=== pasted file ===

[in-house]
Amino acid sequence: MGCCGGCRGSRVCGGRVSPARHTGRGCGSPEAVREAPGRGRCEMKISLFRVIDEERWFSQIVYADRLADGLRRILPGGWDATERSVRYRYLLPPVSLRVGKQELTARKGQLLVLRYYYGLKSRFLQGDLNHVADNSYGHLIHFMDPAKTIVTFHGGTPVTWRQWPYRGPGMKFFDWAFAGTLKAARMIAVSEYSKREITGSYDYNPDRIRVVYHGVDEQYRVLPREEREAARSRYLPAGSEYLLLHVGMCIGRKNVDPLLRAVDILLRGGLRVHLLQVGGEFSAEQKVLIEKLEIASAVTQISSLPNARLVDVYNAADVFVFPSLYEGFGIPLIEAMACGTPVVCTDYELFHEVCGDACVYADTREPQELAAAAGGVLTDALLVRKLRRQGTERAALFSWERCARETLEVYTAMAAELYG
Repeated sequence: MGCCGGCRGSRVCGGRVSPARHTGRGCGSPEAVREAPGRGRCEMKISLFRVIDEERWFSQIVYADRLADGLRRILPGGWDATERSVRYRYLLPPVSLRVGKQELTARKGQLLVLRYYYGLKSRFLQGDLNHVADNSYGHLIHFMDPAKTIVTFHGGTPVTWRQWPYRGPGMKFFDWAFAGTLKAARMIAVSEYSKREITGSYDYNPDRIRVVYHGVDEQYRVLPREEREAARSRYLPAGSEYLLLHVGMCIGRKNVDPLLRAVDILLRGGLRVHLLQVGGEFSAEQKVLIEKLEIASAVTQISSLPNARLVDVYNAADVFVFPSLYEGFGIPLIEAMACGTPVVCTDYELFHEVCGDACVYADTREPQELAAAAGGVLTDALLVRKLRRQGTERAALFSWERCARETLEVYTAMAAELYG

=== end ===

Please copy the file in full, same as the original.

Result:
[in-house]
Amino acid sequence: MGCCGGCRGSRVCGGRVSPARHTGRGCGSPEAVREAPGRGRCEMKISLFRVIDEERWFSQIVYADRLADGLRRILPGGWDATERSVRYRYLLPPVSLRVGKQELTARKGQLLVLRYYYGLKSRFLQGDLNHVADNSYGHLIHFMDPAKTIVTFHGGTPVTWRQWPYRGPGMKFFDWAFAGTLKAARMIAVSEYSKREITGSYDYNPDRIRVVYHGVDEQYRVLPREEREAARSRYLPAGSEYLLLHVGMCIGRKNVDPLLRAVDILLRGGLRVHLLQVGGEFSAEQKVLIEKLEIASAVTQISSLPNARLVDVYNAADVFVFPSLYEGFGIPLIEAMACGTPVVCTDYELFHEVCGDACVYADTREPQELAAAAGGVLTDALLVRKLRRQGTERAALFSWERCARETLEVYTAMAAELYG
Repeated sequence: MGCCGGCRGSRVCGGRVSPARHTGRGCGSPEAVREAPGRGRCEMKISLFRVIDEERWFSQIVYADRLADGLRRILPGGWDATERSVRYRYLLPPVSLRVGKQELTARKGQLLVLRYYYGLKSRFLQGDLNHVADNSYGHLIHFMDPAKTIVTFHGGTPVTWRQWPYRGPGMKFFDWAFAGTLKAARMIAVSEYSKREITGSYDYNPDRIRVVYHGVDEQYRVLPREEREAARSRYLPAGSEYLLLHVGMCIGRKNVDPLLRAVDILLRGGLRVHLLQVGGEFSAEQKVLIEKLEIASAVTQISSLPNARLVDVYNAADVFVFPSLYEGFGIPLIEAMACGTPVVCTDYELFHEVCGDACVYADTREPQELAAAAGGVLTDALLVRKLRRQGTERAALFSWERCARETLEVYTAMAAELYG